Public policy in education has come to this in Louisiana -- and too much of the rest of America.
What is "this"? "This" is a Brookings Institute report on research showing students who "win" Louisiana's school-voucher lottery and escape their "failing" public schools . . . lose. Big time.
The affected students had won a voucher to attend, at no cost, a private school in Louisiana. Nineteen states have such voucher programs, with Louisiana’s the fifth-largest in the country. The vouchers, averaging $5,311 per student, must be accepted as full tuition at the private schools that participate in the program; schools are not allowed to ask students to “top-up” their vouchers if the school has a higher sticker price. Further, schools can’t pick and choose among the voucher winners. Instead, they have to take any student who holds a voucher.[ii]HERE'S HOW you get to the abject cluster(expletive) that exemlifies "this," and here's where you like go from "this":
Nationwide, 141,000 students use a voucher to attend a private school.[iii] Louisiana’s voucher program launched in New Orleans in 2008. It was expanded to include the entire state in 2012. Students from families with incomes below 250 percent of the federal poverty threshold are eligible for the voucher as long as they attend a public school the state has labeled as low-performing. Over half of Louisiana’s public schools fall into this category.
Researchers have long attempted to understand the effectiveness of private schools. It’s a difficult task, because parents choose their children’s schools, either by living in a certain school district or by applying to a private or charter school. The challenges are identical to those in evaluations of charter-school effectiveness: kids who attend private school are different from those who attend a public, neighborhood school, who in turn are different from those who attend a charter school.[iv] When comparing school performance, researchers struggle to distinguish differences in schools’ effectiveness from variation in the types of students who choose those schools.
A voucher lottery provides an unusual opportunity to measure the effectiveness of private schools. The lottery serves as a randomized trial, which is the gold standard of research methods. Random selection means that lottery winners and losers are identical, on average, when they apply for the voucher. Any differences that emerge after the lottery can therefore be attributed to the private-school attendance of the winners.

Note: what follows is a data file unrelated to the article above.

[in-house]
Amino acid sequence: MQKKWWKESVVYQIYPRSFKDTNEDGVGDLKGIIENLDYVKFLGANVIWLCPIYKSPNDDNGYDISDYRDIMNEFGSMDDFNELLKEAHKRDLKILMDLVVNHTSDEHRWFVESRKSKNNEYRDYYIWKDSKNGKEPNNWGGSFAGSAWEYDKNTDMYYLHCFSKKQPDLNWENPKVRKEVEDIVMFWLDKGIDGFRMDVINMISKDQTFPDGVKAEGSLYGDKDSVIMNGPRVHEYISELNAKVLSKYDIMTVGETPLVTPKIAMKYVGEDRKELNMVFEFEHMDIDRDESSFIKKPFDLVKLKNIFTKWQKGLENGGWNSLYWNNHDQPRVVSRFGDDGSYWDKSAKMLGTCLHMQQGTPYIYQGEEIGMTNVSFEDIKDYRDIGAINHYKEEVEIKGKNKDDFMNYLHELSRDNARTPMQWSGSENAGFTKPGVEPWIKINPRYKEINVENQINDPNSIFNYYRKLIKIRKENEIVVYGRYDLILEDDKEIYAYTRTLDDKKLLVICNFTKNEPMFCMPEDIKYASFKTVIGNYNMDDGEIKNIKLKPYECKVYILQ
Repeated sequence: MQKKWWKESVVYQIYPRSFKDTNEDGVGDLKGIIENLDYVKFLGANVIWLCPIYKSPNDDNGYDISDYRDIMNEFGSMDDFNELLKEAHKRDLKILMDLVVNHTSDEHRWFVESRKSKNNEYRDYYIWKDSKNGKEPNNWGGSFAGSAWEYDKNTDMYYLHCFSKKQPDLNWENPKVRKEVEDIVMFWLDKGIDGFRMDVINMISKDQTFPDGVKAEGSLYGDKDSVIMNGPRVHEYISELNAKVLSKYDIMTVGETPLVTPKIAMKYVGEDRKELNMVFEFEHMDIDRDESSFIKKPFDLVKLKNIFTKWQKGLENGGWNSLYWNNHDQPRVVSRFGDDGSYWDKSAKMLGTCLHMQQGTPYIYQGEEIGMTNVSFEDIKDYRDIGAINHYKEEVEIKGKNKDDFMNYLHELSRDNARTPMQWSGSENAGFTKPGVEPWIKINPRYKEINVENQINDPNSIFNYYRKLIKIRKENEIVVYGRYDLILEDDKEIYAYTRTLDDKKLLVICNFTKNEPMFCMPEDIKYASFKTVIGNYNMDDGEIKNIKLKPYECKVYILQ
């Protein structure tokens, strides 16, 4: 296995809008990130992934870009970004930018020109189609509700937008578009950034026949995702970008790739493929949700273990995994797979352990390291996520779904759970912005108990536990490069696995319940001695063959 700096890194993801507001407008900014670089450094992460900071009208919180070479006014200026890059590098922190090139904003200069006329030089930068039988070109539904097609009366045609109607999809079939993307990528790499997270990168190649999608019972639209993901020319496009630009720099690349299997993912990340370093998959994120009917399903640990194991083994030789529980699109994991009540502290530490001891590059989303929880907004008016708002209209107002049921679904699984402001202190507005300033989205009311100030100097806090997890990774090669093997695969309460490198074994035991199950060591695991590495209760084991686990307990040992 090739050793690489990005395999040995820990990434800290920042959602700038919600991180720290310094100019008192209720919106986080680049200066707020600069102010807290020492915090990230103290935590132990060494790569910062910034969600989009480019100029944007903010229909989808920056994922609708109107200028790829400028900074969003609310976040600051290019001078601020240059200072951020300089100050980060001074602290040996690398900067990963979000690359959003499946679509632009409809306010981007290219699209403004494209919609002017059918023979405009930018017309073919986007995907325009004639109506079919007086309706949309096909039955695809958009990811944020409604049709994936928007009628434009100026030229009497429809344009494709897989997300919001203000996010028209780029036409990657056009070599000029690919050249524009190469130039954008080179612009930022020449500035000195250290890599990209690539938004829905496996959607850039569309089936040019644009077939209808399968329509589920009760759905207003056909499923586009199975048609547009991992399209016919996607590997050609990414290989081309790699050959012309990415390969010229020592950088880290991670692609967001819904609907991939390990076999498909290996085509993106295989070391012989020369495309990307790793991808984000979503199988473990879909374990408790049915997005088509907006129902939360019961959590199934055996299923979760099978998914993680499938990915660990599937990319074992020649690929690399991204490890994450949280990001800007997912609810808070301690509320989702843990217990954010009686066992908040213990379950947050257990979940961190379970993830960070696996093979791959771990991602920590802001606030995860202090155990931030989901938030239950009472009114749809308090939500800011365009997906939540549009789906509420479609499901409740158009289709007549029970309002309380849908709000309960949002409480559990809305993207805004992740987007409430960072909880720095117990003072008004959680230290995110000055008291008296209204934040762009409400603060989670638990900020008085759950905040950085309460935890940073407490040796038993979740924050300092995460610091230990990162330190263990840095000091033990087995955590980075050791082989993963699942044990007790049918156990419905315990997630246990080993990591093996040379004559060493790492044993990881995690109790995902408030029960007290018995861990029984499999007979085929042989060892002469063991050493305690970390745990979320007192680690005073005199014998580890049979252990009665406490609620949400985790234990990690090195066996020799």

The results were startling. The researchers, a team of economists from Berkeley, Duke, and the Massachusetts Institute of Technology, found that the scores of the lottery winners dropped precipitously in their first year of attending private school, compared to the performance of the lottery losers. The effects were very large: roughly a quarter of a standard deviation in math, social studies, and science. There were no effects on reading scores. On a per-year basis, these negative effects are as large as the positive effects that a similarly-designed study found for charter schools in Boston (the authors of the Louisiana study are my collaborators in the charter research).[v]
1) We declare public education a failure, blaming it for not magically taking the sociological deviance amid the student population and turning it, alchemist-style, into 24-karat gold. And MIT scholarships.
2) We take a page from our highly successful Vietnam playbook: We must destroy this village in order to save it.
3) As part of the destroy-to-save process, we starve public schools of funds so we can give it to a motley crew of private and charter schools . . . because private sector.
4) We sit back and watch the chaos ensue as the private sector f***s the whole thing up worse than the public sector at $5,500 a head, if not more.
5) Wait! A solution to make the whole thing work just like we know it can! Double down -- with taxpayer money -- on what hasn't yet worked.
6) Look! A liberal! Git a rope!
7) Pay no attention to that social scientist aggregating data sets.
8) Look! Pinko-commie-fag academics talkin' trash about free enterprise and educational choice! Grab your guns!
9) We'll surely get the right charter- and private-school partners this time!
10) Well, shit.
11) Pay no attention to the poverty, chaotic lives and toxic culture of "that part of town." Public schools! Bad!
12) Avoid "that part of town."
13) MY kid's private school is pretty good -- a bargain at $9,500 a year!
14) Raise property tax on my house by $100 to fund those failed government schools?!? What, I'm made of money???
ON THE other hand . . . don't worry. Be happy. Donald Trump will fix it all.